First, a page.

After 2 hours, the verification process was complete, and we were ushered into another holding area beside the stage for awarding. By then I had gone through so many emotions: grumpy (from lack of food), stoic (acceptance of fate), ecstatic (that we were about to be set free), disappointed (false alarm). I was probably half-delirious by the time I got onstage to receive my runner-up medal. In that situation there’s nothing to do but smile and realize not everyone gets to go through this. #podiumerproblems :P
I’d been reading complaints throughout the week leading up to the rescheduled Milo Marathon, and these were from runners who had spent money and taken time out of their lives to travel to Manila to run the finals on the assigned date, December 7. They were frustrated and angry that due to the postponement, they couldn’t finish what they’d been preparing for all year (many couldn’t stay for another six days). Some pointed out the near-perfect running weather that weekend as a reason the race shouldn’t have been postponed. Some railed at Milo and Runrio for not taking consideration of the inconvenience caused.
My opinion is that race organizers can only do so much. I’m not privy to the inner workings, but the race routes would pass through a number of cities. For any race but more importantly long-distance ones, local government support is important in securing the roads for the runners. If a race were to lose support because the LGU’s resources are needed elsewhere to batten down the hatches and prepare for the typhoon, then conducting the race would no longer be safe.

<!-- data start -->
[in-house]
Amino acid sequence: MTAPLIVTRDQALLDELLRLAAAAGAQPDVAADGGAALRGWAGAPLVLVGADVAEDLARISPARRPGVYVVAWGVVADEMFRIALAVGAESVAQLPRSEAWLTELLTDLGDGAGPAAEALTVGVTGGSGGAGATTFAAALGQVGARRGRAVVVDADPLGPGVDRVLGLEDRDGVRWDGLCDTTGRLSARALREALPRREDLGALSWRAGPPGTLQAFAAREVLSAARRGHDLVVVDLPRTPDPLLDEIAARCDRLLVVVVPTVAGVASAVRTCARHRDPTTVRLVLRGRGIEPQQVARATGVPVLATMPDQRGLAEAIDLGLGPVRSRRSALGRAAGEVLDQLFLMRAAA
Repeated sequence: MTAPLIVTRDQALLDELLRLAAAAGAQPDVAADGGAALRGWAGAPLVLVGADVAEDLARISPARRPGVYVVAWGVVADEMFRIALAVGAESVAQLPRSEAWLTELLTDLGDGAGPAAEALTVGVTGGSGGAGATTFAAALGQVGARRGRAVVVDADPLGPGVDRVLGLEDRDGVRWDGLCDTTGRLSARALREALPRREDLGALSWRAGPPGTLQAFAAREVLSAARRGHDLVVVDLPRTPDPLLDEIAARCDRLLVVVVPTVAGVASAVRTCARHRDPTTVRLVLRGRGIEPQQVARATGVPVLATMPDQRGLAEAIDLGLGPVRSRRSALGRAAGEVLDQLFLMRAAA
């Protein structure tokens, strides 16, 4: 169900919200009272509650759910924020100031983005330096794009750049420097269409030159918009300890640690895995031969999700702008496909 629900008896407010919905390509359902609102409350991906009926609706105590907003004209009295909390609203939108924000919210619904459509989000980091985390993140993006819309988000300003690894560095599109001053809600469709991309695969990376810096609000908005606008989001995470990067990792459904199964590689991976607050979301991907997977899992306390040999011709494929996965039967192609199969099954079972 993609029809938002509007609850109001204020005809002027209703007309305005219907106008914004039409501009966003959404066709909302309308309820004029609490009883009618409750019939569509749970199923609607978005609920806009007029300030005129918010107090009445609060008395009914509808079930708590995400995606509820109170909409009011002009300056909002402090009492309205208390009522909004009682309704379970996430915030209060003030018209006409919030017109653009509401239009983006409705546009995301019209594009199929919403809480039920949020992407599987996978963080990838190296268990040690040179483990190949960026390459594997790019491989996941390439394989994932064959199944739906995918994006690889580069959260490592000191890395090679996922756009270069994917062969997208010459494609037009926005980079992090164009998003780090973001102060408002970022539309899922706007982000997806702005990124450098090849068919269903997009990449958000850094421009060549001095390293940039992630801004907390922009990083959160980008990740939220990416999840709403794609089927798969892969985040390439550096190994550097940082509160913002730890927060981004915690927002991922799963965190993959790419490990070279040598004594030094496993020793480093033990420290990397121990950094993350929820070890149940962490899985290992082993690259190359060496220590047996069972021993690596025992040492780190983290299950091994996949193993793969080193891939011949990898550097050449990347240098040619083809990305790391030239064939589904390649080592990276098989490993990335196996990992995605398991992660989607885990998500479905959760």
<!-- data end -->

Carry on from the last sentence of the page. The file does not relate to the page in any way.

It is actually above and beyond Milo Marathon’s responsibility to the runners even to hold a rescheduled race. There’s a part in the registration waiver that all runners sign that the organizers shall not be held liable for cancellation due to acts of God. As Coach Rio said in the post-race press conference, the New York City Marathon in 2012 was completely cancelled due to Hurricane Sandy — and that is a marathon with thousands of runners who had come from all over the world!
According to Coach Rio, they held the rescheduled Milo Marathon at the earliest possible opportunity, which was a Saturday six days after the former date. Otherwise it would have been postponed to 2015, which defeats the purpose of holding a race to crown champions for 2014.
Despite how important and life-changing running may be for us personally, it is still just a sport and conducting a race takes secondary importance to matters of life and death. Looking at the larger view, I don’t want the people of this country to resent the running community and think we are arrogant and insensitive. I mean, we already tangle up weekend traffic with our races… Food for thought from the last major race of the year.